In the ensuing years, many of Staley’s inner circle would question if they could’ve done more to help, including his bandmates. Former AIC bassist Mike Starr spent much of the next decade blaming himself for Staley’s death. He told his story in 2010 on Celebrity Rehab with Dr. Drew. Celebrating his birthday on April 4 in 2002 – the day before Staley died – Starr visited with him and was reportedly the last person to have seen Staley alive. Starr always regretted not calling 911 after seeing his friend’s deteriorating condition.

The bassist said that in that final meeting, they’d argued, in part over Staley’s refusal to get help. Starr said Staley threatened to end their friendship if he called 911, so Starr stormed off. Starr said Staley called out to him as he was leaving: “Not like this. Don’t leave like this.” Two weeks later, Staley was gone.

Starr apologized to Staley's mother on the show,  but she refused to blame him. She said Staley had attempted rehab 13 different times. “Layne would forgive you," she told Starr. "He’d say, ‘Hey, I did this. Not you.’” But Starr never could accept that. He too died of an overdose, the following year.

Although Staley died 22 years ago today, the world wouldn't know for two more weeks until the King County Medical Examiner positively identified Staley’s body on April 20. In what had become an all-too common occurrence, an informal memorial service was held that day at the Seattle Center – the same place fans gathered eight years earlier to mourn Cobain. More than 1,000 people attended the memorial service for Staley, including Staley’s former bandmates Cantrell, Starr, Kinney and bassist Mike Inez, as well as Soundgarden’s Chris Cornell.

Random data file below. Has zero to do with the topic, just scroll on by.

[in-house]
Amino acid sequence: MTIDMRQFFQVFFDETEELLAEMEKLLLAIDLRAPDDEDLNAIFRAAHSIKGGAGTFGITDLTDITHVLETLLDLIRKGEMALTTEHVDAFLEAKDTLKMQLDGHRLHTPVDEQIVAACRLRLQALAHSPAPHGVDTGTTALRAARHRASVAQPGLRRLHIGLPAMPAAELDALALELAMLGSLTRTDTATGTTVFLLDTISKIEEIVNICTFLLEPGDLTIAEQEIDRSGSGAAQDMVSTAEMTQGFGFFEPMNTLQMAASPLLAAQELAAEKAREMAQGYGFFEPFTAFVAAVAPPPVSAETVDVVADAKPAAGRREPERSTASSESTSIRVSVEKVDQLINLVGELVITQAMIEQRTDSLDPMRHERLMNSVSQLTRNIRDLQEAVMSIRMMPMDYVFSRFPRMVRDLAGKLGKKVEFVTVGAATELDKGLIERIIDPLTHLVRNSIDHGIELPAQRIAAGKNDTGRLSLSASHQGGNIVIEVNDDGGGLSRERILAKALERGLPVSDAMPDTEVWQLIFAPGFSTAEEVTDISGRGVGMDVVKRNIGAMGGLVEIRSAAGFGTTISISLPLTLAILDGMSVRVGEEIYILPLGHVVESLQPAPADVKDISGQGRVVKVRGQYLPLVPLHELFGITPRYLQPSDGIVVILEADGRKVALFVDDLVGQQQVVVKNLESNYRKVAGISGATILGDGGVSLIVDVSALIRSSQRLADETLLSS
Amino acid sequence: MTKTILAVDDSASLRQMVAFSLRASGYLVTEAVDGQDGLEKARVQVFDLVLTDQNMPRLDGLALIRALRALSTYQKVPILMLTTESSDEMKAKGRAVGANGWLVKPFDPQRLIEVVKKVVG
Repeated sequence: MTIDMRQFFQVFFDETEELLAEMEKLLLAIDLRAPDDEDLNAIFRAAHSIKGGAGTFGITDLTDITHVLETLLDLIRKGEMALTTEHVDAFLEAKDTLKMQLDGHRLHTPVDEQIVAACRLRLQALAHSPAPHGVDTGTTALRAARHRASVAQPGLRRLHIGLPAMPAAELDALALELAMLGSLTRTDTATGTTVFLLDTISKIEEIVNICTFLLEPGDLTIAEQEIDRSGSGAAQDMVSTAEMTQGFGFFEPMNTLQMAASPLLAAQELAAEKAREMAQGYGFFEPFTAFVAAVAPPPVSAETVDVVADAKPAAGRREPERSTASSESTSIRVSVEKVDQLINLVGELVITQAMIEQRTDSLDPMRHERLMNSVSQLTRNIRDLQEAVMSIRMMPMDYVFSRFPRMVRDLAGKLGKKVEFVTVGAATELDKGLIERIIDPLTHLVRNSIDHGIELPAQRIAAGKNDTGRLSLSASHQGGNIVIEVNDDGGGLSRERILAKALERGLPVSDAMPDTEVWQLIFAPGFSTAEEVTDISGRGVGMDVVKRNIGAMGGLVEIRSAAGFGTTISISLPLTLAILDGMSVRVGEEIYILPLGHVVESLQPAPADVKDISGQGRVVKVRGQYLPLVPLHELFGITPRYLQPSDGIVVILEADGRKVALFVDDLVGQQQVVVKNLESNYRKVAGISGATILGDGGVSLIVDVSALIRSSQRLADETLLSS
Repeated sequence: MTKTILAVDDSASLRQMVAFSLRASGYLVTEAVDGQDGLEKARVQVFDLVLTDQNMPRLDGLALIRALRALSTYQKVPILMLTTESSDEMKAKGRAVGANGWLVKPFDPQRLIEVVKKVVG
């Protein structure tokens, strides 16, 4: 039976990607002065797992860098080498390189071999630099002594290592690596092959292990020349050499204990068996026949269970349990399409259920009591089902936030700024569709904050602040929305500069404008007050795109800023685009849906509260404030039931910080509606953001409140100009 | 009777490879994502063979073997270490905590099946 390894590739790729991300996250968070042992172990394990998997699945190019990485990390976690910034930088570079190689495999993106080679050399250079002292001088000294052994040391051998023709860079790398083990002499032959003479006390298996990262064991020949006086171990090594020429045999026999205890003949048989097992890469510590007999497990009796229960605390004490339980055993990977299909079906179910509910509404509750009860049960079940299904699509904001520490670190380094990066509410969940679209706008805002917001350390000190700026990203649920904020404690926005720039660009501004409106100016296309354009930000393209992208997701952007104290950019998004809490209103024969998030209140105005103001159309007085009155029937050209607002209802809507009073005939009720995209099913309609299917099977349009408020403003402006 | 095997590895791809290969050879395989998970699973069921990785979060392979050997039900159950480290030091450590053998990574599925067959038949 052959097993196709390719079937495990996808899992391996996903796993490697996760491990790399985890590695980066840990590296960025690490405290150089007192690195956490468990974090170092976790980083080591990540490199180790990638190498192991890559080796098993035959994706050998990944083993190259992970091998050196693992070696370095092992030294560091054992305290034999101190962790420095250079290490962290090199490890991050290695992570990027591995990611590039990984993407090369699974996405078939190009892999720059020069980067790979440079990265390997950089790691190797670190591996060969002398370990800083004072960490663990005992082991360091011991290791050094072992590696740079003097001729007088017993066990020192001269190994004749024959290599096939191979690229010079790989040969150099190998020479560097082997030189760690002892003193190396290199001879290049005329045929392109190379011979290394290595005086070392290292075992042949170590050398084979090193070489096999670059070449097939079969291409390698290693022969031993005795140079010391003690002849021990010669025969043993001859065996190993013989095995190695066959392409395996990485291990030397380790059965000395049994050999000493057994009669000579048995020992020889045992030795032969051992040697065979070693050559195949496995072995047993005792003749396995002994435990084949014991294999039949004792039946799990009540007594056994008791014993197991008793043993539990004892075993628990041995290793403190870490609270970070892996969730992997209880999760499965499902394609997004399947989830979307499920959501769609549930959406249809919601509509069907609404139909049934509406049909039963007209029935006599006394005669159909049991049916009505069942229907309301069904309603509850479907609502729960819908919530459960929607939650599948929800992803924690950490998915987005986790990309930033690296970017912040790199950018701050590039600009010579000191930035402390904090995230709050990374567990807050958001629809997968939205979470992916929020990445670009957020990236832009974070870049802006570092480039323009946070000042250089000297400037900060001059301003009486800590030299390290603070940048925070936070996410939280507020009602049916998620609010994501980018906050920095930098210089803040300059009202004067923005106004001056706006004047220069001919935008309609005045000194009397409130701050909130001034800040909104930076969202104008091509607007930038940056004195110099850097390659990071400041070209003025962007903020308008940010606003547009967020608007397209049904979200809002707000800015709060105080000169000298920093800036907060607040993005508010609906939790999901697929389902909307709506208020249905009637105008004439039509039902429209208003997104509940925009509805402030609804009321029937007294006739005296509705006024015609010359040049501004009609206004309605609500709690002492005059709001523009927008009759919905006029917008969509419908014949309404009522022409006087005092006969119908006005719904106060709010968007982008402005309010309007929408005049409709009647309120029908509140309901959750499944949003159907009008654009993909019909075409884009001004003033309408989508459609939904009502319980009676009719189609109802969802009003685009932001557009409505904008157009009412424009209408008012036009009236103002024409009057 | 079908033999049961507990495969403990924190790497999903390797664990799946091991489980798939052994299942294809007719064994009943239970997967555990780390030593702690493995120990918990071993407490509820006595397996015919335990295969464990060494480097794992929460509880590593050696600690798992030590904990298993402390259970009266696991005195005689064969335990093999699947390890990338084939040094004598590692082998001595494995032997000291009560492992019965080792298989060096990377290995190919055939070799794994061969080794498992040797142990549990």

Still, Staley's legacy burns just as bright. It’s difficult to imagine modern rock without the influence of Alice In Chains, particularly Staley’s trademark croon. He's been posthumously honored and memorialized in songs by everyone from Pearl Jam to Black Label Society; even by Alice In Chains—who reformed in 2006 with William DuVall on vocals, partially in remembrance. The title track of 2009’s Black Gives Way To Blue, AIC’s first new album in 14 years, was written specifically as a tribute to Staley.